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China increases pressure on Taiwan with record-high number of aircraft crossings

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Chinese J-16 jets use afterburners

While the Russian invasion of Ukraine continues to capture the attention of U.S. policymakers, China keeps its pressure on Taiwan with large-scale aerial incursions.

Chinese fighter jets and bombers continue to routinely violate Taipei’s sovereignty, increasing the risk of an accident that could lead to a war.  

Mass aerial incursions 

China continues its aggressive behavior against Taiwan with a record-high number of crossings close to and into Taipei’s air space.  

Between September 11 and 18, more than 103 Chinese military aircraft operated close to or inside Taiwan’s exclusive air defense identification zone. (A country’s air defense identification zone includes its airspace and an additional wider area, which could be over land or water, where the country can control civil aviation.)

Chinese activity is largely taking place in the southwestern part of the Taiwanese air defense identification zone. (Taipei is located in the northern part of the island).

The Chinese aircraft involved in the intrusions include Chengdu J-10 fighter jets, Shenyang J-11 fighter jets, Shenyang J-16 fighter jets, Sukhoi Su-30 fighter jets, Xian H-6 bombers, Shaanxi KJ-500 Airborne Early Warning and Control (AWACS), Shaanxi Y-8 transport aircraft outfitted for anti-submarine warfare, Y-9 transport aircraft, Y-20 transport aircraft, and BKZ-005 unmanned aerial systems.

Notable in its absence is the Chengdu J-20 fifth-generation air superiority fighter jet. Essentially a copy of the American F-22 Raptor – the first stealth fighter jet in the world – the Chengdu J-20 is China’s most advanced aircraft today. The Chinese air force might be reserving its precious fifth-generation fighter jets, or the Taiwanese radars might not be picking them up.

Related: The King is dead: Why would America want to retire the F-22?

Chinese Marines
Marines of the People’s Liberation Army (Navy) (PLA(N)) stand at attention as Commander, Pacific Fleet U.S. Rear Adm. Gary Roughead greets them following a demonstration of the brigade’s capabilities, November 2006. (U.S. Marine Corps photo by Lance Corporal J.J. Harper)

The Chinese air force is capable but still not on the level of Western air forces. Indeed, a clear admission of qualitative inferiority is the fact that Chinese intelligence officers have been recruiting Western fighter jet pilots to train their Chinese counterparts.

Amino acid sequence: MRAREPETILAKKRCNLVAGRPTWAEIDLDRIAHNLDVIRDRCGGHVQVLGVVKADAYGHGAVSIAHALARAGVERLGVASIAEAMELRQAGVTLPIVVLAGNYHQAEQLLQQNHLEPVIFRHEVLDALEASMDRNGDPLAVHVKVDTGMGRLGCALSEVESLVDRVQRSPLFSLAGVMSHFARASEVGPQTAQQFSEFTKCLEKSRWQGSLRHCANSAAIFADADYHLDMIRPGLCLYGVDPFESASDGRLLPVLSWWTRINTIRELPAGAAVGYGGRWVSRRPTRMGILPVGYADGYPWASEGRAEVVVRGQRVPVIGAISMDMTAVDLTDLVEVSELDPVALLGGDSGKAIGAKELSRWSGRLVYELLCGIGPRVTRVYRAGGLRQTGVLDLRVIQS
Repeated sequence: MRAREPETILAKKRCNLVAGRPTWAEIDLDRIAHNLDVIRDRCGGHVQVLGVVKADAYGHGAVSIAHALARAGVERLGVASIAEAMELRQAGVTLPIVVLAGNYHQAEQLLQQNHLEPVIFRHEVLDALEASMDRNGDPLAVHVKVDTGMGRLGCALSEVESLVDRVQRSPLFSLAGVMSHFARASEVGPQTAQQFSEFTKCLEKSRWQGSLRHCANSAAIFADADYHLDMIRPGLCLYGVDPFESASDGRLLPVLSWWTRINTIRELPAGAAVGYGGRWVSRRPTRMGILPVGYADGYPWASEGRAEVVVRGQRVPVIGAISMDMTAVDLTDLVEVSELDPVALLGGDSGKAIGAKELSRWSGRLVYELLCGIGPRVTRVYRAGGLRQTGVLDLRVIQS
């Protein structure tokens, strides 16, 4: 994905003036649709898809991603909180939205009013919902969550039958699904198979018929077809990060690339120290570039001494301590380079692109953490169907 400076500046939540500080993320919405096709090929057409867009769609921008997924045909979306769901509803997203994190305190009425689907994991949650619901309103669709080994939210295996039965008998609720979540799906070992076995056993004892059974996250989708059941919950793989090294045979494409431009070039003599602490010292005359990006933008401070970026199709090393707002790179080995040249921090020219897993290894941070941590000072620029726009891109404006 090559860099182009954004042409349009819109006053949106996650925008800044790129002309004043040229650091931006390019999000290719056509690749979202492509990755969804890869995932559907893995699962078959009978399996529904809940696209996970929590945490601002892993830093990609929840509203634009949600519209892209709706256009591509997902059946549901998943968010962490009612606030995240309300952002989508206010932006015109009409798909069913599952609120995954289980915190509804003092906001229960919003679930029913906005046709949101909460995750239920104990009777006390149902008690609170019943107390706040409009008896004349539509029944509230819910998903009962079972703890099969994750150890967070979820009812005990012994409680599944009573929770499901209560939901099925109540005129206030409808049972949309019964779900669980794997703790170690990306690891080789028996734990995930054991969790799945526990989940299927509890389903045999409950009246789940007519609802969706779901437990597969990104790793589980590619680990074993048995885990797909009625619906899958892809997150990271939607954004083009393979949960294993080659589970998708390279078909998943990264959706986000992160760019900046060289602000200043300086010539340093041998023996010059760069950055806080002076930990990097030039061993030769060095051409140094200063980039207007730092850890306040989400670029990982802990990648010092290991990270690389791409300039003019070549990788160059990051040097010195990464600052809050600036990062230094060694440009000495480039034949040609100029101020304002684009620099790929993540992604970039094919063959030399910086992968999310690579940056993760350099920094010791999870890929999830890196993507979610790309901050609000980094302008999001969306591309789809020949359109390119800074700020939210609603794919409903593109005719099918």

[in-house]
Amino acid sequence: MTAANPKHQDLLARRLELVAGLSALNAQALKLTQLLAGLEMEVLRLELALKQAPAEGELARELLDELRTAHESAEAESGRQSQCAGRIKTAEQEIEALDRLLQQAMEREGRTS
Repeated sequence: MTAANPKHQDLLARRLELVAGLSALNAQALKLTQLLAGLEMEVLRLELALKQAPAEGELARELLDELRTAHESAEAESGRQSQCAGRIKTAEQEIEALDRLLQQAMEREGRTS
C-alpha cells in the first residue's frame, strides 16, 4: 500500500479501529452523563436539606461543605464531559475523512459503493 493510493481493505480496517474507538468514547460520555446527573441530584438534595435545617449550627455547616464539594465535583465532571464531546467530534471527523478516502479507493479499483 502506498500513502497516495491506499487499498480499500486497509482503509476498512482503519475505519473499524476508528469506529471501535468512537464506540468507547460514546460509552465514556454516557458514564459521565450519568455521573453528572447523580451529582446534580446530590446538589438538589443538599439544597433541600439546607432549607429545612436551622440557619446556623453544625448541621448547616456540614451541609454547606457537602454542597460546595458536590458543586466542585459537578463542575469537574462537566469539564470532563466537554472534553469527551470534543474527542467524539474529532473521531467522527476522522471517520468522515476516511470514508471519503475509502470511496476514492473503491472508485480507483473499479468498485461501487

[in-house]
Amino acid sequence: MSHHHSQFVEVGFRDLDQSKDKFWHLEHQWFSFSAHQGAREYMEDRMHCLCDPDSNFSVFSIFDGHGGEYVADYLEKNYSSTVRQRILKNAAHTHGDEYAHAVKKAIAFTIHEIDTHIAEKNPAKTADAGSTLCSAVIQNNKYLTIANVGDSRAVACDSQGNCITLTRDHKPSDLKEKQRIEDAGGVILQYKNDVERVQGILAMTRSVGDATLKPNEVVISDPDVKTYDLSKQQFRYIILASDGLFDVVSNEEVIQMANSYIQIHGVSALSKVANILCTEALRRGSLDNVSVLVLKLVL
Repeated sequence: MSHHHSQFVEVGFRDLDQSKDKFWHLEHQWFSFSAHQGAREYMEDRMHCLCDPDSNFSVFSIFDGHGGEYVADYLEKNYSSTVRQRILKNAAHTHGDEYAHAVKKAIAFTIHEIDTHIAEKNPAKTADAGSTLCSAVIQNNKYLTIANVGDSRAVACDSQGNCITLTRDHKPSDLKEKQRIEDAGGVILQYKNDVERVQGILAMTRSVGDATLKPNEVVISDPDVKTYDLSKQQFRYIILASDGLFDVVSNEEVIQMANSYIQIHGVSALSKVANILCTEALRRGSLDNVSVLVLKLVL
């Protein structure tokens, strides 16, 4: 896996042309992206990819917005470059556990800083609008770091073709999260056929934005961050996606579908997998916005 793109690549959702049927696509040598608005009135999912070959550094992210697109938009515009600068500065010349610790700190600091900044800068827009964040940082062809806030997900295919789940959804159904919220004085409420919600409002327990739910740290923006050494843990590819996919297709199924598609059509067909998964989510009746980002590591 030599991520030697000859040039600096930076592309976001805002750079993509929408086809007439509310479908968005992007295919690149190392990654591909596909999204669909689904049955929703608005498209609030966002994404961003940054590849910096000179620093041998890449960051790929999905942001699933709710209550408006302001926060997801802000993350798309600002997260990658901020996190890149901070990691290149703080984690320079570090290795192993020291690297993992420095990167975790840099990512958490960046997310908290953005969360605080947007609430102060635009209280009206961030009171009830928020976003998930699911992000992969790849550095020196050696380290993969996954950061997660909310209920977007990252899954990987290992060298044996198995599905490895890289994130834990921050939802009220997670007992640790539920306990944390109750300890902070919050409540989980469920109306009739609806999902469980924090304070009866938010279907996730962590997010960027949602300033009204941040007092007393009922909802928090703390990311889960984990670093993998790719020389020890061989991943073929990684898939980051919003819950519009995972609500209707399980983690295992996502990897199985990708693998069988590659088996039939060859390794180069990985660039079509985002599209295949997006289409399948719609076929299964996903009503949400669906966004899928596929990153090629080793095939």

The Chinese Communist Party has been steadily ramping up pressure on its smaller island neighbor with air and naval incursions. A war in Taiwan could be catastrophic for the world economy and the rules-based system that has governed international relations since World War II.

Compared to China, Taiwan is tiny. With approximately 23 million people scattered around six major urban centers, Taiwan is at a serious disadvantage against a China of 1.4 billion people with almost three million men in military uniform.

One of the biggest deterrence factors that prevents Beijing from launching a full-scale invasion of its smaller neighbor is the possibility that the U.S. would come to Taipei’s aid.

Related: Watch: Chinese warship nearly collides with US destroyer near Taiwan

Taiwan and the United States 

Taiwanese president meets US officials
Current Taiwanese President Tsai Ing-Wen meets with John McCain (R-Arizona), Jack Reed (D-Rhode Island), and Dan Sullivan (R-Alaska) during a 2015 visit. (Photo by 蔡英文/ Tsai Ing-wen Facebook Page)

What would the U.S. do in the event of a Chinese invasion of Taiwan? That is the big question that policymakers in Washington, D.C., Beijing, and Taipei have been tackling for years.  

To begin with, the U.S. doesn’t have a legal obligation to assist Taiwan in the event of a war, but that doesn’t mean that the U.S. won’t. As a result, U.S. foreign policy with respect to Taiwan for the past decades has been one of strategic ambiguity. U.S. policymakers have been intentionally vague mainly in an attempt to deter Chinese aggression. However, that almost changed last year.

In May 2022, during a visit to Japan, U.S. President Joe Biden rocked the waters when he indicated that the U.S. was willing to use military force to prevent a Chinese forceful unification with Taiwan.

“We agree with a one-China policy. We’ve signed on to it and all the intended agreements made from there. But the idea that, that [Taiwan] can be taken by force, just taken by force, is just not, is just not appropriate… that is the commitment we made,” Biden said.

White House officials were quick to underline that U.S. policy toward Taiwan hasn’t changed, but Biden’s remarks left the door open for U.S. military assistance to Taipei in the event of a war.

As China continues to ramp up pressure on Taiwan, using military aircraft and warships to scare Taipei, the U.S. position regarding the Pacific island country becomes more important.  

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Stavros Atlamazoglou

Greek Army veteran (National service with 575th Marines Battalion and Army HQ). Johns Hopkins University. You will usually find him on the top of a mountain admiring the view and wondering how he got there.